The multi-tiered system would have to come with cap variance, which I would set at 10-percent. There term limits with 10-percent cap variance will prevent teams from front loading.


I can't fathom why both sides are refusing to give-and-take on cap variance and term limits. The fact that the players have proposed their own numbers on these issues opens the door for acceptance for these two new mechanisms to SPCs. There is wiggle room for the NHL to negotiate a fair and sensible number on term limits and cap variance. It does not have to be a hill for Bill Daly to die on.
Simple- whatever is paid out that year is the cap hit. A front loaded contract has a big cap hit early on.

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12-20-2012, 01:17 PM
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To throw a previous idea into the ring, my idea was this.

For any contract 6 years or longer, divide the number of years in half (or minus one then in half, for odd numbers). Take the highest salary years that match that, and the average there is the individual cap hit.

To use the Christian Ehrhoff contract as an example, it's a 10-year contract for $40 million; the cap hit is $4 million. In this case, the five highest-paid years would be calculated, then divided by that number of years. That comes out to $30 million, divided by 5 years, and make it a $6 million/year cap hit.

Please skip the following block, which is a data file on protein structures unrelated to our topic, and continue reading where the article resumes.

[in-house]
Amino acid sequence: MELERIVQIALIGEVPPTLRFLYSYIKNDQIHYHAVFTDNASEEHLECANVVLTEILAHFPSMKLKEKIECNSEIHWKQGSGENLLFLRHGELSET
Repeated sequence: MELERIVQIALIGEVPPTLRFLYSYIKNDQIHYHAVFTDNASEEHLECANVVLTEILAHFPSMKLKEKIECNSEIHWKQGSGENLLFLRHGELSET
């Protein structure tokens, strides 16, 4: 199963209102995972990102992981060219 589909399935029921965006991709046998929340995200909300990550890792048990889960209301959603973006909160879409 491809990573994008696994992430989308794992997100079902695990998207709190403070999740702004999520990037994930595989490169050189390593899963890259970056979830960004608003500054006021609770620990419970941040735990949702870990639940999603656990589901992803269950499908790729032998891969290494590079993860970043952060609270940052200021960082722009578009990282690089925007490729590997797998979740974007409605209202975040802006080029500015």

Luongo's 12-year deal would take the six highest years, which totals $43,572,000. His cap hit would go from $5,333,333 to $7,262,000. Jeff Carter's 11-year deal would take the five highest, which is $33,750,000...cap hit goes from $5,272,727 to $6,750,000. Mike Richards' 12 years would be $42,000,000 over six years, for a $7,000,000 cap hit rather than $5,750,000.

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12-20-2012, 01:55 PM
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Even if we call these "cap circumventing" contracts, they arent really causing such devastation that would warrant the leagues current actions. No owner is losing money because some other teams chose to offer these long contracts to one or two of their elite players.